16. I am a public school teacher, having just finished my 7th year of teaching. I have a 2 year old son who attends daycare during the school year and is home with me in the summers. The fall after he turns 3, he will start attending the Christian school at our church, which starts early, with 3-year old PreK.

    As other posters have stated already, the most important thing, no matter how you school, is parental involvement. Being in the public school setting, I deal each year with un-involved parents. It really affects the children negatively when parents are not involved. If parents show through their actions that school events and situations aren’t important, how can I as the teacher, convince the students that school IS important? So parents, be INVOLVED!!! Your children will thank you for it.

    1. We have the same problem at my son’s kindy. It is so disappointing and you can tell it really distresses the teachers.

  17. Our daughter attended public school until the 7th grade. The move to junior high was not good to say the least! Throw in teachers who really didn’t care, we pulled her out of the school system after her first quarter and made the huge leap to homeschooling.

    She is now going to be a junior in high school this fall. It was the BEST decision we’ve ever made! I truly wish we would have started homeschooling right off the bat.

    If you are one of those wondering if it’s a good choice, I encourage to you take that leap of faith! Time invested into your child is priceless 🙂

  18. I’ve done public school, private school and homeschool. This will be our 15th year to homeschool and for our family it is absolutely the best option.

  19. I did all three–private, public, and home school–growing up. My preference would lean toward private or home school, but I am excited to find out what other people have come to prefer and how they make it work! Thanks for putting together this series!

  20. Looking forward to this series… my oldest is 3.5 & I daily go back & forth regarding home education or public education for my kids.

  21. Wow Jessica what a great series. We have done all three as well. I have three teenagers and they are all currently in Private Christian school. My two oldest switched from Public school to private in 6th grade and my youngest in 5th. We love it but if I had the chance to start over I would strongly consider homeschooling. I feel like I am missing out on so much time with them, especially with my oldest going into her senior year! Gasp! Looking forward to this one.


  22. My children are in public school. But I guess you could say I’m both because I also teach at home where I think the public school comes up short. I am in a position where I have to put them in public school but that does not mean I have to accept that as my children’s only education. I feel it is important that I offer my children what the public school doesn’t. I’m doing good so far my oldest OS going into 5th grade and he started in kindergarden badly I had to pull him out cause he wasn’t ready. The next year I out him in again and he struggled. Now with the work I do and the school he is on the honor roll and is doing great.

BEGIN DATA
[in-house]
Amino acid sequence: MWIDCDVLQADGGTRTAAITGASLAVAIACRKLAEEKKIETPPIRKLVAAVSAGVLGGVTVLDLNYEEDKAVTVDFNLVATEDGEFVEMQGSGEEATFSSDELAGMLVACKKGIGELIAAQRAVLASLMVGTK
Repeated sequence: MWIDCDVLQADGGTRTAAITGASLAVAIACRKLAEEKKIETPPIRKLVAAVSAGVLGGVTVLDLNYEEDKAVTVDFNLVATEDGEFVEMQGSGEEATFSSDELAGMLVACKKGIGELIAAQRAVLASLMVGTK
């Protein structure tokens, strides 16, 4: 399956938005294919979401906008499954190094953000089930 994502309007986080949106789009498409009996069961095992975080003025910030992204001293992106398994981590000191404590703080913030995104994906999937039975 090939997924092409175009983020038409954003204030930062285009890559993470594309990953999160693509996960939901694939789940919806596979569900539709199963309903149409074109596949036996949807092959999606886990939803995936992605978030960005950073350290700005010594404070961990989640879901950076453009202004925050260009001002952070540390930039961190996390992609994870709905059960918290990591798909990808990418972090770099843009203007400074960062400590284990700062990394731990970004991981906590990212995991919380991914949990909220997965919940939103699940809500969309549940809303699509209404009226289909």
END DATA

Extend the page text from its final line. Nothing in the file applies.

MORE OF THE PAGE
23. Looking forward to reading more.

    Chloe is three and John is two. I just (today really!!) ordered Before Five in a Row. We’ll be starting it this month; our first home school curriculum!

    I’m so excited! What a privilege to educate my little ones! I’m excited about my choice but realize (like many others) that it is my best choice for my family and each family is different. {and my choice may change depending on seasons and events}

  24. My son is not even 2 yet, but DH and I have already decided how we want to educate him. When he’s school age, if we can afford private school (or if I can work at one for cheaper tuition, as I am a teacher, too), we will send him to a classical school. Otherwise, I will educate him (and following children) at home using the classical method/model.

  25. My husband and I decided to homeschool starting this fall. I am a full time nurse and my husband is the stay-at-home dad. So, my husband will be doing the teaching in our homeschool. We decided we will plan the curriculum together and he will be the one educating the kiddos. We are very excited and this is something we really prayed about and God has shown us that this is the path for our family. Thank you for sharing and I look forward to the upcoming posts about this subject.
    Shelley 🙂

  26. We just finished our 8th year of homeschooling. Three years ago we graduated our 1st child and this year we graduated our 2nd child and next year will be the 3rd. We will have our 4th child for 5 more years. When he graduates I am having a retirement party for myself I think I will have deserved it by then and will at that time celebrate 13 years homeschooling and 26 years as a stay at home mom. I will be in the process of considering what I will do after they have all graduated over the next 5 years.

  27. I taught public school junior high and high school math for 8 years and am now happily retire to stay at home with our two kids…hopefully more 🙂 I really enjoy your blog and that you homeschool. I get closer to homeschooling my kids everyday, for a multitude of reasons. This fall and group of moms in our housing complex (married student housing) are going to do JOY School. (Each mom teaches a week). We are really looking forward to it.

    I’m excited for this series, I’ve been looking forward to it since you announced it on facebook and/or polled readers a while back.